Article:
New discovery may help treat chronic infections

Posted By: Staff
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Washington, Dec 20 (ANI): Scientists from Binghamton University and State University of New York have discovered key regulators required for the formation of biofilms - communities of bacteria in self-produced slime - which could lead to new ways for treating chronic infections.

These biofilms may be found almost anywhere that solids and liquids meet, whether in nature, in hospitals or in industrial settings.

It has been implicated in chronic inflammatory and infectious diseases such as ear infections, gastrointestinal ulcers, urinary tract infections and pulmonary infections in cystic fibrosis patients.

Biofilms are difficult to eradicate with conventional antimicrobial treatments since they can be nearly 1,500-fold more resistant to antibiotics than planktonic, free-floating cells.

In the new study, lead researcher Karin Sauer, associate professor of biology at Binghamton University, and graduate student Olga Petrova focussed their study on Pseudomonas aeruginosa bacteria and found key regulatory events required for the formation and development of biofilms.

It is considered one of the primary causes of death in patients with cystic fibrosis, a common and life-threatening hereditary disease.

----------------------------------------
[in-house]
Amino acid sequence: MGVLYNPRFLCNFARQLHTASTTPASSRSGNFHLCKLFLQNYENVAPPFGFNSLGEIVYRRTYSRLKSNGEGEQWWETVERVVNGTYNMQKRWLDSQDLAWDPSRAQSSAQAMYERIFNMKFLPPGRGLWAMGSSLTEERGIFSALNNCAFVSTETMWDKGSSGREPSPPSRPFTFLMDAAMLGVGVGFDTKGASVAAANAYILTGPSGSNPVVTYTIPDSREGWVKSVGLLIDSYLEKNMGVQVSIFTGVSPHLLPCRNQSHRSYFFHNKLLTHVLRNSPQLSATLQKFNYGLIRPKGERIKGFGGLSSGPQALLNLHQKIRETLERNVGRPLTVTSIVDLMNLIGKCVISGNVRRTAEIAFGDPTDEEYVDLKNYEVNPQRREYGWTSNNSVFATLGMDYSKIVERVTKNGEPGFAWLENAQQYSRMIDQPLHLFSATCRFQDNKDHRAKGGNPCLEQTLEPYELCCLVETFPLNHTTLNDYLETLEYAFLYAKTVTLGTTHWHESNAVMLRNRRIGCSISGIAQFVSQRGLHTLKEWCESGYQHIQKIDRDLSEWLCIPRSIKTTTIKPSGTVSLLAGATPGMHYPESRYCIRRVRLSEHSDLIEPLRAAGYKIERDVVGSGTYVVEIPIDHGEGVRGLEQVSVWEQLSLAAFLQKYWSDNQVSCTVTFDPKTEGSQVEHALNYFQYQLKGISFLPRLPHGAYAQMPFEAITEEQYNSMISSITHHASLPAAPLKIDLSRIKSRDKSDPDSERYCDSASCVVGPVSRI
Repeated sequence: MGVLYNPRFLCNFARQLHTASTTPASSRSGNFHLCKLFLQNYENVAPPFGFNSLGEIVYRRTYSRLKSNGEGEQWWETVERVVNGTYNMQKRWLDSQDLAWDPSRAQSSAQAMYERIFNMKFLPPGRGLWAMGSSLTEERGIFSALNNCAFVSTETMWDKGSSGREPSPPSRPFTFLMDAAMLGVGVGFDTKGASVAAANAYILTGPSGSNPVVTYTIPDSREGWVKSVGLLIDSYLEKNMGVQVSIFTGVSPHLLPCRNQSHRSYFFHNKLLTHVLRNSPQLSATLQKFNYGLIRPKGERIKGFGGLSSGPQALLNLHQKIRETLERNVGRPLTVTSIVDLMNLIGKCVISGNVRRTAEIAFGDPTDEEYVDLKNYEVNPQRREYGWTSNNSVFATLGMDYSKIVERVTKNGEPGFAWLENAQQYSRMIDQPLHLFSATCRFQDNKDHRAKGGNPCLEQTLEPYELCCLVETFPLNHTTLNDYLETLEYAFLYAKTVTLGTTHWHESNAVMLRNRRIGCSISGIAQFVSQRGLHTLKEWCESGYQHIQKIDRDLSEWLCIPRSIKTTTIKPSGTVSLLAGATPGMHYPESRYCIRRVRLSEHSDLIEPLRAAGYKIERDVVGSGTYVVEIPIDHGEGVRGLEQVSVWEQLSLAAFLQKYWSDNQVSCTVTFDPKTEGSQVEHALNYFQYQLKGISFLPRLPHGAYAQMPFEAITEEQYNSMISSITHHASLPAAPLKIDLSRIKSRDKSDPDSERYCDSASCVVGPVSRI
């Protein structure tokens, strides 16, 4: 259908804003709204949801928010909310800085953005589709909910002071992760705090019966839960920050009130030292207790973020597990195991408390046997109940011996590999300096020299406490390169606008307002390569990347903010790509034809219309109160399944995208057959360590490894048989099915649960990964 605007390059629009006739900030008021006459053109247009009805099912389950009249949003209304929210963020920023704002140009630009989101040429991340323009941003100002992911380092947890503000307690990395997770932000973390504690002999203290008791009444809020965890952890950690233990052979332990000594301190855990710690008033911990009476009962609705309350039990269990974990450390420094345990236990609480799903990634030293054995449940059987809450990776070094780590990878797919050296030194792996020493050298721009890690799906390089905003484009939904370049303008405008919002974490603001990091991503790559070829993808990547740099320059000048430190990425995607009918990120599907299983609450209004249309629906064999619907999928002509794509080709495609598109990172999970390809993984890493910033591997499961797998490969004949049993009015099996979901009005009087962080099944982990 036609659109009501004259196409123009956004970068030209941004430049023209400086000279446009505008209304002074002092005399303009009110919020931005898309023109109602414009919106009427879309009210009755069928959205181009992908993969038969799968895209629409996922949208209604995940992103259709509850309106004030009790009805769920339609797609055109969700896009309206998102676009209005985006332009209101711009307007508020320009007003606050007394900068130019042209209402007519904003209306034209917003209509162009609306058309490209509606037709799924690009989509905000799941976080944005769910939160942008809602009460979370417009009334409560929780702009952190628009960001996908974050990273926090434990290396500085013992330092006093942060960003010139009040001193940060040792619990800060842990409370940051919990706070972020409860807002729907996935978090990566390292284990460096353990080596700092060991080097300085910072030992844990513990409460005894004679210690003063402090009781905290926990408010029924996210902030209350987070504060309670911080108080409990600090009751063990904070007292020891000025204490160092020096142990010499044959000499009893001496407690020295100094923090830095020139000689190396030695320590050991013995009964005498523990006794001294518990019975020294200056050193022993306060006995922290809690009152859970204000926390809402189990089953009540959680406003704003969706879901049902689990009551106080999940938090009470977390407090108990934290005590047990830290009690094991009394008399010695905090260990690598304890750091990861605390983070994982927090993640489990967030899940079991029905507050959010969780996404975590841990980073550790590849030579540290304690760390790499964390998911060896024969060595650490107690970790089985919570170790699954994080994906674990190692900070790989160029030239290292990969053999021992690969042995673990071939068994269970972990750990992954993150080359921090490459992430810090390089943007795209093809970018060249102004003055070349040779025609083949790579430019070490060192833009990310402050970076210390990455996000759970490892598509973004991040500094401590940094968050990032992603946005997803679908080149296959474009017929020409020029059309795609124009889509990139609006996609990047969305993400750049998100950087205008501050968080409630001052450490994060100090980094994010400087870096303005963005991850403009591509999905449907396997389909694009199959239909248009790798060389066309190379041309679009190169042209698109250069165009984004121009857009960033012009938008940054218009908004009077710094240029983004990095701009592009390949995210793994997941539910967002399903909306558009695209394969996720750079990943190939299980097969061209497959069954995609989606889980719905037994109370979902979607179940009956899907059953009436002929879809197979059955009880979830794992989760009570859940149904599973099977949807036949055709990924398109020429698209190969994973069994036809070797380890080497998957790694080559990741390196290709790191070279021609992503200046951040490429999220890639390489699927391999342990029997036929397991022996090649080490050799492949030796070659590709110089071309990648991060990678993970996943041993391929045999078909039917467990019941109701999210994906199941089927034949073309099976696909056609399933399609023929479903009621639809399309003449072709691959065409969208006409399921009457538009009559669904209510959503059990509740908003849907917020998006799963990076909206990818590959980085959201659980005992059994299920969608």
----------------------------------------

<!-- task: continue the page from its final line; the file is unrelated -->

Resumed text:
"We have found a pathway of how the formation of biofilms is controlled," Sauer said.

"If we can figure out how to make use of this newly discovered genetic program, we can interfere with the formation of biofilms and either prevent or treat biofilm infections more successfully," Sauer added.

Sauer and her team recently identified a regulator that is only expressed in biofilms and which seems to be responsible for regulating antibiotic resistance.

"We can modulate the resistance of biofilms now by over-expressing or inactivating this particular regulator," she said.

"We hope to use these discoveries to treat infections by interfering with the way biofilms are growing and by reverting biofilms back to a state where they're more easily treatable," she added.

The study appears in PLoS Pathogens, a peer-reviewed, open-access journal published online by the Public Library of Science. (ANI)

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